Happy March, bookworms! March means that spring is almost here and despite the fact that it is cold, damp and rainy/snowy in Boston, I’m choosing to believe in the power of positive thinking. If I want it to be spring and I wish for it hard enough, it just might actually happen. (That could work, right? Please say “right.” I’m so over winter.) Here’s some book news to keep you warm until spring arrives.
- Sad news to start: Jan Berenstain, the co-creator of the Berenstain Bears – a staple of my childhood reading – has died.With her husband Stan, she created and wrote more than 300 books featuring the Bears: Papa, Mama, Brother and Sister. I can remember devouring every copy of the Berenstain Bear books we had, then re-reading them again and again until I could recite the story to you. Jan was 88.
- Last Sunday, Hollywood spend a few hours congratulated itself. But it also congratulated a few other people too. Author, former animator and short film director William Joyce won the Best Animated Short Oscar for The Fantastic Flying Books of Mr. Morris Lessmore. The film, which blends new and old animation techniques, was also an interactive storybook app for the iPad and will be released as a “regular” storybook this summer. The film joyfully celebrates the history of printing and publishing, when books were art to be savored.
- So THAT’S how a book is written! Author Gayle Forman posted a fabulous blog earlier this week, in which she explored in detail the before and after of a chapter from her most recent book. Forman published screenshots of her original manuscript and the final book, and included footnotes explaining the evolution of the story and the characters. For fans, it’s a thrill to get an inside peek at the journey of a novel; for everyone else, it’s a fascinating look at just how much work really goes into the final book. (Does contain spoilers if you haven’t read Where She Went.)
- First, she conquered school. Now, Broadway. Britain’s Royal Shakespeare Company will bring Matilda: The Musical to Broadway some time next year.Based on Roald Dahl’s 1988 novel, the musical brings the story of the clever and intelligent Matilda to life, with the requisite music and dancing. The show is being marketed towards children and their families, as many kids will no doubt love seeing Matilda take on her evil principal with her special powers. The novel was already made into a movie in 1996.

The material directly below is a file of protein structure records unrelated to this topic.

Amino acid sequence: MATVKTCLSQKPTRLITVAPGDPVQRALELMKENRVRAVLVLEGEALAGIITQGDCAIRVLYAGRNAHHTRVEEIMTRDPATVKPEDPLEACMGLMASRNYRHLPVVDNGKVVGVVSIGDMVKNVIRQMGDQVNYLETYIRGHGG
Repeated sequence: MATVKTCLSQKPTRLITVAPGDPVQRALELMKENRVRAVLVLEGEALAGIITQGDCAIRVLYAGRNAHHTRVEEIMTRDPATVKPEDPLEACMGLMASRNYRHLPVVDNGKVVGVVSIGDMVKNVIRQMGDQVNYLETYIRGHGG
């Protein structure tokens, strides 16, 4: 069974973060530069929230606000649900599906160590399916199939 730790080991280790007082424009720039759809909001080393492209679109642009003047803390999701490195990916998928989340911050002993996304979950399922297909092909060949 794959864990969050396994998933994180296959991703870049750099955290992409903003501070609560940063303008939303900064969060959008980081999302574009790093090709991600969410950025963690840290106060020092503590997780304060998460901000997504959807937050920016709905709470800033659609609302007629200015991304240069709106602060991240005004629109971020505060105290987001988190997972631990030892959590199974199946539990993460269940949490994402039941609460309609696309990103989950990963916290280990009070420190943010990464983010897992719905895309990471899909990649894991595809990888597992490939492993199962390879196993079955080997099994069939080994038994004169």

- Finally! Hard as it may be to believe, exactly zero of Judy Blume’s books have been adapted for film or television before now. That’s about to change, as the movie version of Blume’s novel Tiger Eyes will be released later this year. Blume was, no doubt, waiting for the right opportunity – her son co-wrote the script with her and directed the film. The film, like the book, features the story of a teen girl whose life is uprooted when her mother moves their family to New Mexico. With more than 80 million copies of her 25 novels sold, Blume is practically synonymous with young adult literature.
- When in doubt, “borrow” from others. Publisher’s Weekly has a look at a few famous novels whose titles were inspired by poetry. Though maybe it shouldn’t be, it is a bit surprising to see how many well-known novels have poetic titles. Steinbeck’s Of Mice and Men came from Scottish poet Robert Burns, Proust’s The Remembrance of Things Past was borrowed from Shakespeare, and Hemingway’s For Whom the Bell Tolls was taken from one of John Donne’s sonnets. So for you authors out there, stop worrying about the title of your book! Just read and poem and borrow away.
- Whew! That was the sound of a large, collective sigh of relief. Hunger Games author Suzanne Collins has seen the final version of The Hunger Games movie and shared her thoughts on Facebook.The short version? She’s happy. The longer version? She’s really happy. Saying the “book and the film are individual yet complementary pieces that enhance one another,” Collins also praised the cast and Jennifer Lawrence (who portrays Katniss) in particular. There are exactly 20 more days until the movie is released. Not that I’m counting or anything.
As always, happy reading.